No one is born being able to dance - everyone has to start somewhere. And if you can yourself identify the areas for change through video footage then that will undoubtedly streamline your progress.

So the next time you view yourself in a video, remind yourself that it is a necessary part of the learning path to recognise your flaws and that the video is an excellent way to do so.

And before I sign off, one last tip for you:

In self-books, in order to silence our self-critical inner voice, they often advise us to imagine our best friend is talking to us and to replace that critical voice with a kinder one.

Next time you watch a video of yourself, imagine you are watching someone else. How would you feel about it then? You might find areas you want to correct but you’re sure to view it with a kinder and fairer eye.

Wishing you all a very happy viewing Tango Friends! Where’s the popcorn?

When we came to London nearly 10 years ago, we had one purpose: to create our Argentine Tango school and to impart our knowledge from our years in Buenos Aires to the very best of our ability.

But what we didn't expect was to create something else, something bigger: a whole community of like-minded people. Over the years, we have seen life-long friendships form, relationships blossom, even children born! All because Tango Movement brought them together.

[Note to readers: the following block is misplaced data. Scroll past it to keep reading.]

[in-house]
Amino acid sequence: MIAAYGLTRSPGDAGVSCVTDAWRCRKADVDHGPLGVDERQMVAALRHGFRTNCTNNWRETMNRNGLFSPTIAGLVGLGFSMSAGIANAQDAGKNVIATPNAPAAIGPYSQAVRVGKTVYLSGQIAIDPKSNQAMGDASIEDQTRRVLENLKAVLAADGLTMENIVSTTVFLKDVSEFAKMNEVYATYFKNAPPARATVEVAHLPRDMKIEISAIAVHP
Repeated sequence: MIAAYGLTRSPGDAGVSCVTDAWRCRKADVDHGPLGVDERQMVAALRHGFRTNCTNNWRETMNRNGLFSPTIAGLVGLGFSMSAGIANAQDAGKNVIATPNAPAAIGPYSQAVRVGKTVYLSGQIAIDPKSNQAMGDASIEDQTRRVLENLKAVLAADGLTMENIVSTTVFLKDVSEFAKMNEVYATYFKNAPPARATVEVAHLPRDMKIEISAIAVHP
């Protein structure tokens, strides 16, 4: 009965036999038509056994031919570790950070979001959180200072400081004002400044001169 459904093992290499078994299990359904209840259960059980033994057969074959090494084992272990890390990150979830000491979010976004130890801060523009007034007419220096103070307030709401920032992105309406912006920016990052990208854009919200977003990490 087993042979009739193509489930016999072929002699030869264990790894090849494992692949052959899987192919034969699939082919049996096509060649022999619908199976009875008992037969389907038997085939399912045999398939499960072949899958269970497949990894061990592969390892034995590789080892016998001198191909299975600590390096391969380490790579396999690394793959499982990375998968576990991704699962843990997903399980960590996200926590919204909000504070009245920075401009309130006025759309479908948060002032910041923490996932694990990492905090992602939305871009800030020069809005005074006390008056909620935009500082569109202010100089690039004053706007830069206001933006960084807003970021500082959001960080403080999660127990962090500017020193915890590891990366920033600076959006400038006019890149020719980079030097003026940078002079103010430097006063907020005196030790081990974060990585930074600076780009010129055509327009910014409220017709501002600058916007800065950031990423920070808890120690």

So it seemed to us that it was high time we organised a party - not a tango party (we have organised many of these!) but a social one - to bring together all our tango students - both those who have recently joined us and those who have been coming for years. And even those who we haven't seen in ages but will always be part of our "tango family".

We knew we were being optimistic but the recent good weather inspired us to throw a garden party at our home. Thankfully, the tango gods were smiling down on us and we experienced a very rare thing in this country: a sunny bank holiday!

With invitations sent out just a week before (we were monitoring the weather forecasts!) and many of our students away over the Bank Holiday, we were amazed to welcome over 75 people over the course of the day. We tried to invite everyone we could think of by going through our class lists. We just hope we remembered most of you!

And inevitably, even at a "non-tango tango party", there was quite a bit of dancing! With tango music playing, there was no stopping some people, even if it was barefooted on the grass!

The day was so fabulous that we now hope that - weather permitting - this will be a permanent feature on our tango calendar! So look out for the Tango Movement Garden Party: Edition 2 ... coming next summer!

Thank you everyone who came and made the day so special. For those who weren't there for whatever reason, we hope to see you next year!

It's "Blue Monday" apparently and I don't know about you but already some of my New Year's Resolutions are slipping. So I thought a note to remind you of what you have to look forward to this week might be in order!

3 Reasons To Be Happy on Blue Monday:

1) All our regular drop-in classes are ON. With a class for every level (and 5 levels in total), we're bound to have something for you.

2) It is our final Technique Workshop this Saturday AND my favourite topic: DYNAMICS & CREATIVITY: speeding up/slowing down movements for expression.

3) It's our FIRST NIGHT OUT this Saturday. Venue: The Light Milonga in Shoreditch. We'll be teaching the Intermediate Class and then staying on for long night of music, tango and fantastic company.

Well, I don't know about you but I feel better already!

Un abrazo tanguero,

Kim